a.c:9: error: ‘foo’ redeclared as different kind of symbol
a.c:6: note: previous declaration of ‘foo’ was here
I very much doubt this is legal. You can disambiguate
foo = &foo_global because you can't "overwrite" a function, but
void *var = foo would be ambiguous (is
foo a function pointer or the
struct foo_struct pointer?).
Now the standard:
For each different entity that an identifier designates, the identifier is visible (i.e., can be used) only within a region of program text called its scope. Different entities designated by the same identifier either have different scopes, or are in different name spaces. [...]
So the identifiers must have different scopes or different name spaces.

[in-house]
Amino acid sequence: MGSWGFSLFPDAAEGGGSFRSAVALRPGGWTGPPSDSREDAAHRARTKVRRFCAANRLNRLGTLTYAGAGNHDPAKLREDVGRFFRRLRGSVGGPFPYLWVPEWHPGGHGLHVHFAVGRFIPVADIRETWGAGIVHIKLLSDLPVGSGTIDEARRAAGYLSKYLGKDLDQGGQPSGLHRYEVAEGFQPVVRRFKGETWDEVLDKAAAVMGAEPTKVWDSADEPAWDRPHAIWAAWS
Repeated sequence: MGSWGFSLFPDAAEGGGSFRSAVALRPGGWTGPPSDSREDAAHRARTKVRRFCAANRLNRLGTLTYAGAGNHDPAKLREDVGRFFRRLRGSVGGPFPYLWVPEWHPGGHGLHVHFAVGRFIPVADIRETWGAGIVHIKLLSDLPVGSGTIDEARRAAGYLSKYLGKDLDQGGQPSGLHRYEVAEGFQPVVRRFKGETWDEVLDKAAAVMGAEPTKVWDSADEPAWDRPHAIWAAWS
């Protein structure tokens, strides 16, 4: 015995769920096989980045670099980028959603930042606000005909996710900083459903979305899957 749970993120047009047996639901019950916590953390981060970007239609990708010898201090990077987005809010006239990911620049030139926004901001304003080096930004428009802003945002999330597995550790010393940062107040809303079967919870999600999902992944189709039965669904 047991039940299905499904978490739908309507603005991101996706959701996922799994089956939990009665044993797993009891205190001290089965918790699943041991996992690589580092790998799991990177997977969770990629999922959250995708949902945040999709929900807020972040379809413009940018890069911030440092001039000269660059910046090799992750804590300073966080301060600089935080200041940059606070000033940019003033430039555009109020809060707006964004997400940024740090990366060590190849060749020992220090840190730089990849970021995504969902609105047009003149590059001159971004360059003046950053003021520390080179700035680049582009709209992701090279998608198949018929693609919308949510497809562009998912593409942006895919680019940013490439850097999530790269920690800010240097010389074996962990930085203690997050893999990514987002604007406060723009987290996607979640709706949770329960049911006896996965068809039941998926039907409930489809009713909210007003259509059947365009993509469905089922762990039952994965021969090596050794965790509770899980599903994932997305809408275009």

If the declarator or type specifier that declares the identifier
appears outside of any block or list of parameters, the identifier has file scope, which
terminates at the end of the translation unit. [...]
Two identifiers have the same scope if and only if their scopes terminate at the same
These indicate both identifiers have the same scope (file scope), which terminates at the end of the translation unit.
[...] [T]here are separate name spaces for various categories of identifiers, as follows:
label names [...]
tags of structures, unions, and enumerations [...]
members of structures or unions [...]
all other identifiers, called ordinary identifiers (declared in ordinary declarators or as enumeration constants).
The name spaces are the same, because both are ordinary identifiers.
Therefore, they have the same scope and the same name space, which doesn't satisfy 6.2.1 §2.